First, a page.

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National & World News

March 8, 2004
United Methodists offer drug benefits to members
This story has been revised to clarify some details about the drug discount program. Also a correction: CVS and Walgreen's are not part of the program yet.

By Amy Green*
NASHVILLE, Tenn. (UMNS) - Responding to the escalating cost of prescription drugs, a United Methodist organization has begun making a drug benefit available to all 8.3 million of the church's U.S. members.

Through a partnership with prescription drug and health supply discounter DestinationRx, the United Methodist Association of Health and Welfare Ministries is offering a free card that gives discounts of up to 50 percent on prescription drugs and other supplies, such as contact lenses, vitamins and drugs for pets.

The benefit is available to all United Methodist Church members, regardless of their insurance coverage, income or health status. It was announced by the association, an organization of the denomination's health care organizations, at a national conference March 4-7 in Nashville.

The United Methodist Church is the nation's second largest Protestant denomination. With an average age of 57, its members are among the oldest of any denomination in the United States.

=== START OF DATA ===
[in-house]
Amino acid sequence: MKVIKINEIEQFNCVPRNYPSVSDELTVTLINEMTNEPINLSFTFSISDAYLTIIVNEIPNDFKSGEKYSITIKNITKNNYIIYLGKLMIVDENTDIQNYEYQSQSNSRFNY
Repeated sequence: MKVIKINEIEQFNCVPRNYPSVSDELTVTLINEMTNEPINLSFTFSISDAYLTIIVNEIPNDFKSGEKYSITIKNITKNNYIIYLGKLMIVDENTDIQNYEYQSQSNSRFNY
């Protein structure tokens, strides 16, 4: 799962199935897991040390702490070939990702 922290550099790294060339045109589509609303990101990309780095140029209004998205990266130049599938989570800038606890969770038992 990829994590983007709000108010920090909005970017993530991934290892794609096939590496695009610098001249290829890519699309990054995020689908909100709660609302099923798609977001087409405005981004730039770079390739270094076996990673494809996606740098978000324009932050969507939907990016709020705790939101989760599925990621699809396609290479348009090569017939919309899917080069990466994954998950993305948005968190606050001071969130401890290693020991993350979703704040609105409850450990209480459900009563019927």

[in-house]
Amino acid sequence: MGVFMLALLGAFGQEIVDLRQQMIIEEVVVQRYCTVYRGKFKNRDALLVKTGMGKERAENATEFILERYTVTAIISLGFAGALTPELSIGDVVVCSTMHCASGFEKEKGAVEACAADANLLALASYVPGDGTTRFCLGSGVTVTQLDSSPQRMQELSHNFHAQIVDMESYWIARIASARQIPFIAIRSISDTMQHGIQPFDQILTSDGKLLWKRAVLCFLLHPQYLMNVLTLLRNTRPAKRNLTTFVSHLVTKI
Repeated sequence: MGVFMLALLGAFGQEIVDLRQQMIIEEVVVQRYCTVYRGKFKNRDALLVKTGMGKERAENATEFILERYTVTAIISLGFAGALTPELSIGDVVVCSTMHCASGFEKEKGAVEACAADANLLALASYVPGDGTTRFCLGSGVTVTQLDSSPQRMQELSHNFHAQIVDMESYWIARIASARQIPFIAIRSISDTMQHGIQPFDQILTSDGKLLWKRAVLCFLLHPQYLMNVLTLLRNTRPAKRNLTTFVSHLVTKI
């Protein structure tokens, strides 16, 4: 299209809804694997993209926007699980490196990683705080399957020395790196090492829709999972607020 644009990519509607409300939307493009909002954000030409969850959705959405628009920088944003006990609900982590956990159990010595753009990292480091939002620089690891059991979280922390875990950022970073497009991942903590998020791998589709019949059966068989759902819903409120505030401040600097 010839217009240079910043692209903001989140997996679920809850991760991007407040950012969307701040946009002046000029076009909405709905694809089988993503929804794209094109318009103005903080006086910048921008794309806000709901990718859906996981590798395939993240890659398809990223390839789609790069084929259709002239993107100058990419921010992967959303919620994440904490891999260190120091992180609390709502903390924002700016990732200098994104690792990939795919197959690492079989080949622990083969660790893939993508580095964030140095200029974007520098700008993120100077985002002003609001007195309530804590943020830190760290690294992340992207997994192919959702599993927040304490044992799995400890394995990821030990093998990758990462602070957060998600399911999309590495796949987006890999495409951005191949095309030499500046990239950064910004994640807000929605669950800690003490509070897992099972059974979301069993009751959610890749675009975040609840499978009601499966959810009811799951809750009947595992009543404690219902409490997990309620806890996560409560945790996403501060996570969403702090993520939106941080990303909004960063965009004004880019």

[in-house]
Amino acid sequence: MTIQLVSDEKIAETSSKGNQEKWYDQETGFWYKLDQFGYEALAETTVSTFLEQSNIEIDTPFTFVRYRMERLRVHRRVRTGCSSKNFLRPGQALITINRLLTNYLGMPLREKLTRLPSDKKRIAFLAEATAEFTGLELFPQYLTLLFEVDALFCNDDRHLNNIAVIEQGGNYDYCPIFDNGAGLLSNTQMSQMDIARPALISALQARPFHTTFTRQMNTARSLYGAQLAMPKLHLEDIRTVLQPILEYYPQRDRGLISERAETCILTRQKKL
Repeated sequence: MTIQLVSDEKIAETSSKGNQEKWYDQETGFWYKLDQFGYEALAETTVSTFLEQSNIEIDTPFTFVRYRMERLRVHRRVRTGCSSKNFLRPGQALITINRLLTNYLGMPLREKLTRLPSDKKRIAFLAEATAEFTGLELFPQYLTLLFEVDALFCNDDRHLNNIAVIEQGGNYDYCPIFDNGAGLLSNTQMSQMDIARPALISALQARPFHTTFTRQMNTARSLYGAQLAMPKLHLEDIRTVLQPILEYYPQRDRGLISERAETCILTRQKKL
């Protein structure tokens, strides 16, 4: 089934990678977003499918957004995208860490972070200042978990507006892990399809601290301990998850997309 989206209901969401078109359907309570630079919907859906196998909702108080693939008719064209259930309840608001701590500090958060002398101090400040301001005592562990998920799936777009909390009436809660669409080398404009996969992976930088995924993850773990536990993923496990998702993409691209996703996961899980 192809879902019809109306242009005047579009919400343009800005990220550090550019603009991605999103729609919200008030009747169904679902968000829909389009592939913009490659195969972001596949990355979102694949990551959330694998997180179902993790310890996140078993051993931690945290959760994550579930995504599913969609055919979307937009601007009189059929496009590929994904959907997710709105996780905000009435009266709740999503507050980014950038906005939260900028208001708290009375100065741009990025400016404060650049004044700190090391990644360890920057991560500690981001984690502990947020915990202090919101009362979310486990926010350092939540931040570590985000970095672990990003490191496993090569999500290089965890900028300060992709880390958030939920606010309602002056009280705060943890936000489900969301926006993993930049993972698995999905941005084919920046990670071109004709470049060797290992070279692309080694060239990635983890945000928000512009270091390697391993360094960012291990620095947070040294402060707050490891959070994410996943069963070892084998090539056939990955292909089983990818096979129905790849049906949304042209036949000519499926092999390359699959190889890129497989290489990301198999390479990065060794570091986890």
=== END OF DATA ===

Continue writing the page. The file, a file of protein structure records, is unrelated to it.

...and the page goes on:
Forty million Americans have little or no prescription drug insurance. This benefit is meant especially for them, said the Rev. Mearle Griffith, president and chief executive officer of the Dayton, Ohio,-based association.

"We have many people falling through the cracks," he said. "They're choosing between taking all of the drugs they need and groceries."

The announcement comes during an election year when the cost of prescription drugs will be a decisive issue. The United Methodist Church is the first denomination to offer such a benefit, but Griffith has heard from other denominations, such as the United Church of Christ, Mennonite Church USA and the Roman Catholic Church, about offering a similar benefit.

He believes the nation's leaders have been too slow in addressing the issue.

"We think it's taken too long, and we're not going to wait around any longer," he said.

The benefit is the result of two years of research into how the denomination could help members, especially the working poor, afford their medications. The denomination's missions arm, the Board of Global Ministries, took up the issue as a social justice cause, said Jane Ehrman, health consultant to the board's health and relief unit.

DestinationRx, a privately owned company founded in 1999 and based in Los Angeles, has contracts with more than 25,000 pharmacies across the country, including Eckerd's, Kmart and Target, to offer discounted prescription drugs and health supplies to employers, unions, and other organizations and individuals. It was selected to offer health cost information and software to the federal government under the Medicare reform bill signed in December.